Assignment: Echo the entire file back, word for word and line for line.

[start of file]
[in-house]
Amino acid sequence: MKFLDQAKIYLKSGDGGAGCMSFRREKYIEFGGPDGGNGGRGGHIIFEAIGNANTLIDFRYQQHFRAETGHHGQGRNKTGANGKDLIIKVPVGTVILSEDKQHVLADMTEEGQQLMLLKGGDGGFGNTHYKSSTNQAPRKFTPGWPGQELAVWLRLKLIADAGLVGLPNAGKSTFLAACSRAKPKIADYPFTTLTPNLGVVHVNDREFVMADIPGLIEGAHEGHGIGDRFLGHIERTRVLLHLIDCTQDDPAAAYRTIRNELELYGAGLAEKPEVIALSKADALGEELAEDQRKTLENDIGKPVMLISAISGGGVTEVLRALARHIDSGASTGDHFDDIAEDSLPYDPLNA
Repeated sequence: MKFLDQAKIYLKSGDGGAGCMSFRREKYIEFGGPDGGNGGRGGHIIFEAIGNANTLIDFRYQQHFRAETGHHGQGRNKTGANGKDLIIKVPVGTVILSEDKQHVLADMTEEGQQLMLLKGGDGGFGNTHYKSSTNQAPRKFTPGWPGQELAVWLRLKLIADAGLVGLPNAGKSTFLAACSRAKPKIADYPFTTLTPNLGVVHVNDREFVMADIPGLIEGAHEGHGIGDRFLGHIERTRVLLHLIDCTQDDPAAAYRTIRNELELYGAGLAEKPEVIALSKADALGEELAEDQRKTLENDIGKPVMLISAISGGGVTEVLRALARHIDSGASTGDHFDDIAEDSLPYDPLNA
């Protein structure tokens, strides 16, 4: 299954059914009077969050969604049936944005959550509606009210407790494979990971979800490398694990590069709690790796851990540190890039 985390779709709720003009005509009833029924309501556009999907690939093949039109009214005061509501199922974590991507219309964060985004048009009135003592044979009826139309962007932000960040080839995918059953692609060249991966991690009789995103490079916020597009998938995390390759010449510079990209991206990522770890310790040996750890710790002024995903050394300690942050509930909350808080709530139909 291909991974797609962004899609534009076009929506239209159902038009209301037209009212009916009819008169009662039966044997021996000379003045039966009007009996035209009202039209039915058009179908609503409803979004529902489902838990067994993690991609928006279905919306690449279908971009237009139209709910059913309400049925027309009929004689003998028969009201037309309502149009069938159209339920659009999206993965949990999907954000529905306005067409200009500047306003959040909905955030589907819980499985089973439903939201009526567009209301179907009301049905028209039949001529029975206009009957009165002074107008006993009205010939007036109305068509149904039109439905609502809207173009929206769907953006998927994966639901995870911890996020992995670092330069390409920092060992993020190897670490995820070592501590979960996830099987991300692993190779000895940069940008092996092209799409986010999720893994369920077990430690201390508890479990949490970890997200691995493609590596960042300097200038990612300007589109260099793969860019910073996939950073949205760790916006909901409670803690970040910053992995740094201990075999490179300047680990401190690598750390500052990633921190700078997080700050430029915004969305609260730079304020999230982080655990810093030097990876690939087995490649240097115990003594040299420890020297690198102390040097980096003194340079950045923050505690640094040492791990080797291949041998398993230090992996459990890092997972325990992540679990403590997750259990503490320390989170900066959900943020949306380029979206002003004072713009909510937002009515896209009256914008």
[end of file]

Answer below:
[in-house]
Amino acid sequence: MKFLDQAKIYLKSGDGGAGCMSFRREKYIEFGGPDGGNGGRGGHIIFEAIGNANTLIDFRYQQHFRAETGHHGQGRNKTGANGKDLIIKVPVGTVILSEDKQHVLADMTEEGQQLMLLKGGDGGFGNTHYKSSTNQAPRKFTPGWPGQELAVWLRLKLIADAGLVGLPNAGKSTFLAACSRAKPKIADYPFTTLTPNLGVVHVNDREFVMADIPGLIEGAHEGHGIGDRFLGHIERTRVLLHLIDCTQDDPAAAYRTIRNELELYGAGLAEKPEVIALSKADALGEELAEDQRKTLENDIGKPVMLISAISGGGVTEVLRALARHIDSGASTGDHFDDIAEDSLPYDPLNA
Repeated sequence: MKFLDQAKIYLKSGDGGAGCMSFRREKYIEFGGPDGGNGGRGGHIIFEAIGNANTLIDFRYQQHFRAETGHHGQGRNKTGANGKDLIIKVPVGTVILSEDKQHVLADMTEEGQQLMLLKGGDGGFGNTHYKSSTNQAPRKFTPGWPGQELAVWLRLKLIADAGLVGLPNAGKSTFLAACSRAKPKIADYPFTTLTPNLGVVHVNDREFVMADIPGLIEGAHEGHGIGDRFLGHIERTRVLLHLIDCTQDDPAAAYRTIRNELELYGAGLAEKPEVIALSKADALGEELAEDQRKTLENDIGKPVMLISAISGGGVTEVLRALARHIDSGASTGDHFDDIAEDSLPYDPLNA
């Protein structure tokens, strides 16, 4: 299954059914009077969050969604049936944005959550509606009210407790494979990971979800490398694990590069709690790796851990540190890039 985390779709709720003009005509009833029924309501556009999907690939093949039109009214005061509501199922974590991507219309964060985004048009009135003592044979009826139309962007932000960040080839995918059953692609060249991966991690009789995103490079916020597009998938995390390759010449510079990209991206990522770890310790040996750890710790002024995903050394300690942050509930909350808080709530139909 291909991974797609962004899609534009076009929506239209159902038009209301037209009212009916009819008169009662039966044997021996000379003045039966009007009996035209009202039209039915058009179908609503409803979004529902489902838990067994993690991609928006279905919306690449279908971009237009139209709910059913309400049925027309009929004689003998028969009201037309309502149009069938159209339920659009999206993965949990999907954000529905306005067409200009500047306003959040909905955030589907819980499985089973439903939201009526567009209301179907009301049905028209039949001529029975206009009957009165002074107008006993009205010939007036109305068509149904039109439905609502809207173009929206769907953006998927994966639901995870911890996020992995670092330069390409920092060992993020190897670490995820070592501590979960996830099987991300692993190779000895940069940008092996092209799409986010999720893994369920077990430690201390508890479990949490970890997200691995493609590596960042300097200038990612300007589109260099793969860019910073996939950073949205760790916006909901409670803690970040910053992995740094201990075999490179300047680990401190690598750390500052990633921190700078997080700050430029915004969305609260730079304020999230982080655990810093030097990876690939087995490649240097115990003594040299420890020297690198102390040097980096003194340079950045923050505690640094040492791990080797291949041998398993230090992996459990890092997972325990992540679990403590997750259990503490320390989170900066959900943020949306380029979206002003004072713009909510937002009515896209009256914008």